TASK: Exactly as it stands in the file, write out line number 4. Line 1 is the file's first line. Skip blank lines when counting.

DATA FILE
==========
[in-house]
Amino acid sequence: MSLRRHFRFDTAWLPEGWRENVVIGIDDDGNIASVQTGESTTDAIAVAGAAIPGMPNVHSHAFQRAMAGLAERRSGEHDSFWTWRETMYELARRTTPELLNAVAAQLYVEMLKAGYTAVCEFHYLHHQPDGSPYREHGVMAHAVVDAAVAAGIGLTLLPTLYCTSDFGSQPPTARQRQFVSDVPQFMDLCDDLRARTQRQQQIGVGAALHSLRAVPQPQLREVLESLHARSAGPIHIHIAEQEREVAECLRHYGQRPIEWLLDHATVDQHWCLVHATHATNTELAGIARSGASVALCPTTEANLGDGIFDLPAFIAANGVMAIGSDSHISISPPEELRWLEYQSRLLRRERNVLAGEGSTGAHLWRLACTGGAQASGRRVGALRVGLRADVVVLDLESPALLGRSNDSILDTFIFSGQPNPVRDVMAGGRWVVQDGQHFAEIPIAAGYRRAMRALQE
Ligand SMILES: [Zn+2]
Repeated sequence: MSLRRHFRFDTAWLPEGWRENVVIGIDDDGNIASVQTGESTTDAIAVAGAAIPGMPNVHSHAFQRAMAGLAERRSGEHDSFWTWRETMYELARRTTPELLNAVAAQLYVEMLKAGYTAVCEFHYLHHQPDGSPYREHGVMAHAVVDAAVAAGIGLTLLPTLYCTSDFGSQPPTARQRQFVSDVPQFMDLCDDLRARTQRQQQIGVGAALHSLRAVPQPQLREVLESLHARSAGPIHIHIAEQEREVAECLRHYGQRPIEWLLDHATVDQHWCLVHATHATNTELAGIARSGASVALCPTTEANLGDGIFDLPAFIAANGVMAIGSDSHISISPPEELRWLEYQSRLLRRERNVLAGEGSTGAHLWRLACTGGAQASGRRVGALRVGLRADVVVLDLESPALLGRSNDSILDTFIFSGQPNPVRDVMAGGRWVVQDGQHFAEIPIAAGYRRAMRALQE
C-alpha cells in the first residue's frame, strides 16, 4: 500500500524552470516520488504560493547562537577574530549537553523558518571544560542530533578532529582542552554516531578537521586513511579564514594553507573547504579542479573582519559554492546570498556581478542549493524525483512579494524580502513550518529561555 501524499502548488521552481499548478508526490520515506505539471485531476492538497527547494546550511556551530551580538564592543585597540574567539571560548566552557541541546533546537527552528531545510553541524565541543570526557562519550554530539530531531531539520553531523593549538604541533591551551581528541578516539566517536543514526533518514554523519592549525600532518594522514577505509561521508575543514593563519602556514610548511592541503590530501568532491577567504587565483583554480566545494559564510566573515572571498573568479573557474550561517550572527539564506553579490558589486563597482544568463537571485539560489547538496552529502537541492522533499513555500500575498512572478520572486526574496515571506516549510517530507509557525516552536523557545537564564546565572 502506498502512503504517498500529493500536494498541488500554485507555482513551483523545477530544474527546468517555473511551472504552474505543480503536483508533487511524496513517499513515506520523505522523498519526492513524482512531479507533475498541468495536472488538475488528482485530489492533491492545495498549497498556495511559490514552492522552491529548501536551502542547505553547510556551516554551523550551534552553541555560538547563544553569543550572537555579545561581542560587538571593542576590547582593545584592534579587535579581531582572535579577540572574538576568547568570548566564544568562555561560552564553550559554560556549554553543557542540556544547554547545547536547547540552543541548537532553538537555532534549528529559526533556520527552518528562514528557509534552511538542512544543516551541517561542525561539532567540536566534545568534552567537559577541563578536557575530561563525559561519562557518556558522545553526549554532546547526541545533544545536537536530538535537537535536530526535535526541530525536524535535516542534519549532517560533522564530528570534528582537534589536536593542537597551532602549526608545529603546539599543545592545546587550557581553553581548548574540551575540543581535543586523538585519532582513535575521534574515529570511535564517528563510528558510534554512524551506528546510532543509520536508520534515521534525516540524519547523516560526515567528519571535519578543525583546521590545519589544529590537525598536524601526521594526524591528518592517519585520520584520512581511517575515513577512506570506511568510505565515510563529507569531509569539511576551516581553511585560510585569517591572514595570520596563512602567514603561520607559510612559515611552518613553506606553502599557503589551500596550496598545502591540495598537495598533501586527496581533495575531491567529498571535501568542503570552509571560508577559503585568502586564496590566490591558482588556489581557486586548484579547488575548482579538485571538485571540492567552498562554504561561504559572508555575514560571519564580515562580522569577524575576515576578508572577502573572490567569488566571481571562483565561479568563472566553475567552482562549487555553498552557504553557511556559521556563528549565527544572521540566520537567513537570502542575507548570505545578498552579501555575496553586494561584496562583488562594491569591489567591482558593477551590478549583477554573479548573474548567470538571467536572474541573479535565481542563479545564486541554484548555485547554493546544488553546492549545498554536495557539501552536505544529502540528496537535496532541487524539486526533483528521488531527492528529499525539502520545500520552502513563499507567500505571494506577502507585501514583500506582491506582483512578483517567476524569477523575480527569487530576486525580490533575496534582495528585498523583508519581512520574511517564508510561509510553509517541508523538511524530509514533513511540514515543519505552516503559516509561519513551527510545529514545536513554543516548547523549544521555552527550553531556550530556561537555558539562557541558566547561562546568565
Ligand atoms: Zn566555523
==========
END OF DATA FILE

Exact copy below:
Repeated sequence: MSLRRHFRFDTAWLPEGWRENVVIGIDDDGNIASVQTGESTTDAIAVAGAAIPGMPNVHSHAFQRAMAGLAERRSGEHDSFWTWRETMYELARRTTPELLNAVAAQLYVEMLKAGYTAVCEFHYLHHQPDGSPYREHGVMAHAVVDAAVAAGIGLTLLPTLYCTSDFGSQPPTARQRQFVSDVPQFMDLCDDLRARTQRQQQIGVGAALHSLRAVPQPQLREVLESLHARSAGPIHIHIAEQEREVAECLRHYGQRPIEWLLDHATVDQHWCLVHATHATNTELAGIARSGASVALCPTTEANLGDGIFDLPAFIAANGVMAIGSDSHISISPPEELRWLEYQSRLLRRERNVLAGEGSTGAHLWRLACTGGAQASGRRVGALRVGLRADVVVLDLESPALLGRSNDSILDTFIFSGQPNPVRDVMAGGRWVVQDGQHFAEIPIAAGYRRAMRALQE